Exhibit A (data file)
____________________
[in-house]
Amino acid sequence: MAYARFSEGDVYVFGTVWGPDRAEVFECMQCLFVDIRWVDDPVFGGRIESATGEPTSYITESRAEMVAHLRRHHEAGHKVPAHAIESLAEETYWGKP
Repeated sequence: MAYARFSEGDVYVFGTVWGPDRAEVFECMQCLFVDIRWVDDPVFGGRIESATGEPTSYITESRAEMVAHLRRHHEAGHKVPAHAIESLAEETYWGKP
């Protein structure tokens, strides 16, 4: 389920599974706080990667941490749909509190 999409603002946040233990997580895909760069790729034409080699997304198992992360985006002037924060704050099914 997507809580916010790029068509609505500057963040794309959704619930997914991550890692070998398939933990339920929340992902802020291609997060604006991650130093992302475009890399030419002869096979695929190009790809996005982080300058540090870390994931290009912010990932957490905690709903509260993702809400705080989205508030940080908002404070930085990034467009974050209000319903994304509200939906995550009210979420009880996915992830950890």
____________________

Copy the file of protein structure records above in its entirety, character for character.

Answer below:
[in-house]
Amino acid sequence: MAYARFSEGDVYVFGTVWGPDRAEVFECMQCLFVDIRWVDDPVFGGRIESATGEPTSYITESRAEMVAHLRRHHEAGHKVPAHAIESLAEETYWGKP
Repeated sequence: MAYARFSEGDVYVFGTVWGPDRAEVFECMQCLFVDIRWVDDPVFGGRIESATGEPTSYITESRAEMVAHLRRHHEAGHKVPAHAIESLAEETYWGKP
């Protein structure tokens, strides 16, 4: 389920599974706080990667941490749909509190 999409603002946040233990997580895909760069790729034409080699997304198992992360985006002037924060704050099914 997507809580916010790029068509609505500057963040794309959704619930997914991550890692070998398939933990339920929340992902802020291609997060604006991650130093992302475009890399030419002869096979695929190009790809996005982080300058540090870390994931290009912010990932957490905690709903509260993702809400705080989205508030940080908002404070930085990034467009974050209000319903994304509200939906995550009210979420009880996915992830950890």